One of the aims of this Heritage Lottery Funded project was to highlight the importance of the museum, originally the largest inland dock system in the UK, transferring raw materials to the industrial heartlands of Birmingham and Manchester; and finished products around the world.
The current phase of the Window on the World project is nearing its end.
My name is Lucinda and I joined the learning team at the National Waterways Museum for the last few months of this project.
I have worked in museum education for twelve years and love finding new ways to interpret unique collections, making them accessible for families and students and facilitating new learning and skills. Each new project brings new challenges and this has been no exception.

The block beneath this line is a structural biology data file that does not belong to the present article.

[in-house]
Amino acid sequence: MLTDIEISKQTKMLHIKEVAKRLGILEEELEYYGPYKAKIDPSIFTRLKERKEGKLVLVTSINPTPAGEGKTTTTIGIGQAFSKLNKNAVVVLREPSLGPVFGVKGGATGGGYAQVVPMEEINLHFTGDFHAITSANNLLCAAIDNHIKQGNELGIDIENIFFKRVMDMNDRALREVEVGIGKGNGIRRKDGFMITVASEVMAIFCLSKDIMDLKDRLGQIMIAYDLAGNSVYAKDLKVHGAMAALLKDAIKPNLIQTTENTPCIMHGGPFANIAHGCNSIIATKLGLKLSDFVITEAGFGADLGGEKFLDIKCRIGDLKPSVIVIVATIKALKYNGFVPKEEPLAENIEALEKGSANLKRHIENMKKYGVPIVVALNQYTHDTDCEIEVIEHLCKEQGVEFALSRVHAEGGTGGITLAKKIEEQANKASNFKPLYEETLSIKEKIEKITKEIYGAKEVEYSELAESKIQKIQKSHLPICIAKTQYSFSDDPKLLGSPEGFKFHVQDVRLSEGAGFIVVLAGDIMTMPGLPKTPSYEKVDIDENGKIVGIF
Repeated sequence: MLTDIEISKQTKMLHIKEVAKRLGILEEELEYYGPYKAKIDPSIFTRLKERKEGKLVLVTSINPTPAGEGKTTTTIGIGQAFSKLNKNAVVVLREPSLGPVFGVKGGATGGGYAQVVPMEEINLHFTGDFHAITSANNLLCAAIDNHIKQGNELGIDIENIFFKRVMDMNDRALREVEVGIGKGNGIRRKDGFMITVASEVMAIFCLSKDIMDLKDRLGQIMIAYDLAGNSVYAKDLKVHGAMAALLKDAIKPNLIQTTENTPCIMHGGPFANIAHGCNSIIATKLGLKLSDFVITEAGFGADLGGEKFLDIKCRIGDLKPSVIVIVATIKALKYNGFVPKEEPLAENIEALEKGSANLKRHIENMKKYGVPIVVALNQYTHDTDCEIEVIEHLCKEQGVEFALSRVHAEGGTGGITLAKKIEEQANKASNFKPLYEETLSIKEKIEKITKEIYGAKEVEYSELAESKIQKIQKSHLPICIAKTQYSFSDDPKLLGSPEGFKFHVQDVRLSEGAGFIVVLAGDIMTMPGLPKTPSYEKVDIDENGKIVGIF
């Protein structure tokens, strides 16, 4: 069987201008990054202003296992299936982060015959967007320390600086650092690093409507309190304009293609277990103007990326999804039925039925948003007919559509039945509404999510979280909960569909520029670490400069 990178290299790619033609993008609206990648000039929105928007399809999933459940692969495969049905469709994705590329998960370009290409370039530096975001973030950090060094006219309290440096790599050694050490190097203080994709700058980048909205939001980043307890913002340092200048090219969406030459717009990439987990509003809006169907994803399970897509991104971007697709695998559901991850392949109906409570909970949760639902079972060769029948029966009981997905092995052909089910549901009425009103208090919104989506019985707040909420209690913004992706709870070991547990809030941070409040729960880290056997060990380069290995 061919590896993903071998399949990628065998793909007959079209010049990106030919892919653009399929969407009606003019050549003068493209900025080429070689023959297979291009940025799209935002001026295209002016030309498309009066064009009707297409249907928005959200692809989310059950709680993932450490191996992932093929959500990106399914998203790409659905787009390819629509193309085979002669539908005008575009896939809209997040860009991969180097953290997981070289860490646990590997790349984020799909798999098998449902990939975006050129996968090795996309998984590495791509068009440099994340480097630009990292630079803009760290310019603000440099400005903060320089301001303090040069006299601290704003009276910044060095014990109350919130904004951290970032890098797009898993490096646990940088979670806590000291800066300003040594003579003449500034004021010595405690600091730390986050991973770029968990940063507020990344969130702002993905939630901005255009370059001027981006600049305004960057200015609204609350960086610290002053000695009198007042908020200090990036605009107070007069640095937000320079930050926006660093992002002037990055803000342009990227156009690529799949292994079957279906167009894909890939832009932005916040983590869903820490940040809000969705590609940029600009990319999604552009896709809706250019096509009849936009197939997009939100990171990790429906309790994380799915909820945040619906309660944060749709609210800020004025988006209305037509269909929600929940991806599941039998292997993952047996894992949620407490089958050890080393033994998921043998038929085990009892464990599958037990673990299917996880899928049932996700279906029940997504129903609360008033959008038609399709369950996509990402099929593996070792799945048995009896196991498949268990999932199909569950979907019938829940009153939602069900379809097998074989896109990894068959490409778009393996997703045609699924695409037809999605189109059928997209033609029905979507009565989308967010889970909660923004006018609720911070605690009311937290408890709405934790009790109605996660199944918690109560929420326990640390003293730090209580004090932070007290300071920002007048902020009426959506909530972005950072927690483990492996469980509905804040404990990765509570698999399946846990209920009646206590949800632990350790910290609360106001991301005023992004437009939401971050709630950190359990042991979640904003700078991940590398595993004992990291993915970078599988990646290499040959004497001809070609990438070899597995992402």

Items within the National Waterways Museum collection that I have been tasked with bringing to life include Mossdale, the last remaining all wooden Mersey flat and our newly refurbished patent slipway opened in July.
I was given a number of objectives:
All objectives are on course for success. Keep an eye out for blog updates and find out how our work will leave a legacy for learners for years to come.
Window on the World is a Heritage Lottery Fund project run by staff and volunteers at the National Waterways Museum. Interpreting Ellesmere Port’s historic slipway for the first time and securing the future of two boats in the Trust’s national collection.
This blog is written by the project assistants - Hannah Holmes, Zofia Kufeldt and Samantha Marine
See more blogs from Window on the World